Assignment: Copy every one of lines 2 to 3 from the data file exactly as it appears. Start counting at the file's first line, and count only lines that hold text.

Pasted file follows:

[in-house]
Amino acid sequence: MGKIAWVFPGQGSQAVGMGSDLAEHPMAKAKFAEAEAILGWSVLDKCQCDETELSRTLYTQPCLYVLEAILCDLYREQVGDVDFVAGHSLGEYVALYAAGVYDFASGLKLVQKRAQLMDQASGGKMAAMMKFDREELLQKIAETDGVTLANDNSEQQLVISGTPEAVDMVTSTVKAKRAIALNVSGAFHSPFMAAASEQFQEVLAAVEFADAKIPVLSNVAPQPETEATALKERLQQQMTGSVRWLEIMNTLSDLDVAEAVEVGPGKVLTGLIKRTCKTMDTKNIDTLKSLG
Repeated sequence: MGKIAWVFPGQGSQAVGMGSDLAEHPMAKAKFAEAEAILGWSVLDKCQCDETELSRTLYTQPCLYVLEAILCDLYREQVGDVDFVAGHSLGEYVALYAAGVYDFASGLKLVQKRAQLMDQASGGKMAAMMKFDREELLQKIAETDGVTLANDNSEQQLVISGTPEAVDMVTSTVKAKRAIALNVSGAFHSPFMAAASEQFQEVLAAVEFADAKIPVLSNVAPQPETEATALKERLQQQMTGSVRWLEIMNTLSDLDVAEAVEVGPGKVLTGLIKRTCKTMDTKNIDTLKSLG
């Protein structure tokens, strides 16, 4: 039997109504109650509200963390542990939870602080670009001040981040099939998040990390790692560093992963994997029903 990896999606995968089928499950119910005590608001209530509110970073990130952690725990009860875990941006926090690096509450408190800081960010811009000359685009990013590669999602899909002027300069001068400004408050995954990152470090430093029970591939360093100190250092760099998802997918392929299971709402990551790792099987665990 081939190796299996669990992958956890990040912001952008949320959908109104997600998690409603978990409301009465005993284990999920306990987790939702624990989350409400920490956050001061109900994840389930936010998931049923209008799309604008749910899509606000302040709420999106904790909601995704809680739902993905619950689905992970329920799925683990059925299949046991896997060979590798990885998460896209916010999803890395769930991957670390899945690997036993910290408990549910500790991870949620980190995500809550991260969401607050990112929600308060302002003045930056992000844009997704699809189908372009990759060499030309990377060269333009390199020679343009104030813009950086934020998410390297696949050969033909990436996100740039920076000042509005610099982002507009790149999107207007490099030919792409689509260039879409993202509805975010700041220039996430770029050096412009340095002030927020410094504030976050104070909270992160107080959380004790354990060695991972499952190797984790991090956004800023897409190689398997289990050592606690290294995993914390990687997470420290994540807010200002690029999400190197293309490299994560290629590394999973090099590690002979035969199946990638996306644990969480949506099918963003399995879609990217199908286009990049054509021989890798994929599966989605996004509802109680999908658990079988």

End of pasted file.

Amino acid sequence: MGKIAWVFPGQGSQAVGMGSDLAEHPMAKAKFAEAEAILGWSVLDKCQCDETELSRTLYTQPCLYVLEAILCDLYREQVGDVDFVAGHSLGEYVALYAAGVYDFASGLKLVQKRAQLMDQASGGKMAAMMKFDREELLQKIAETDGVTLANDNSEQQLVISGTPEAVDMVTSTVKAKRAIALNVSGAFHSPFMAAASEQFQEVLAAVEFADAKIPVLSNVAPQPETEATALKERLQQQMTGSVRWLEIMNTLSDLDVAEAVEVGPGKVLTGLIKRTCKTMDTKNIDTLKSLG
Repeated sequence: MGKIAWVFPGQGSQAVGMGSDLAEHPMAKAKFAEAEAILGWSVLDKCQCDETELSRTLYTQPCLYVLEAILCDLYREQVGDVDFVAGHSLGEYVALYAAGVYDFASGLKLVQKRAQLMDQASGGKMAAMMKFDREELLQKIAETDGVTLANDNSEQQLVISGTPEAVDMVTSTVKAKRAIALNVSGAFHSPFMAAASEQFQEVLAAVEFADAKIPVLSNVAPQPETEATALKERLQQQMTGSVRWLEIMNTLSDLDVAEAVEVGPGKVLTGLIKRTCKTMDTKNIDTLKSLG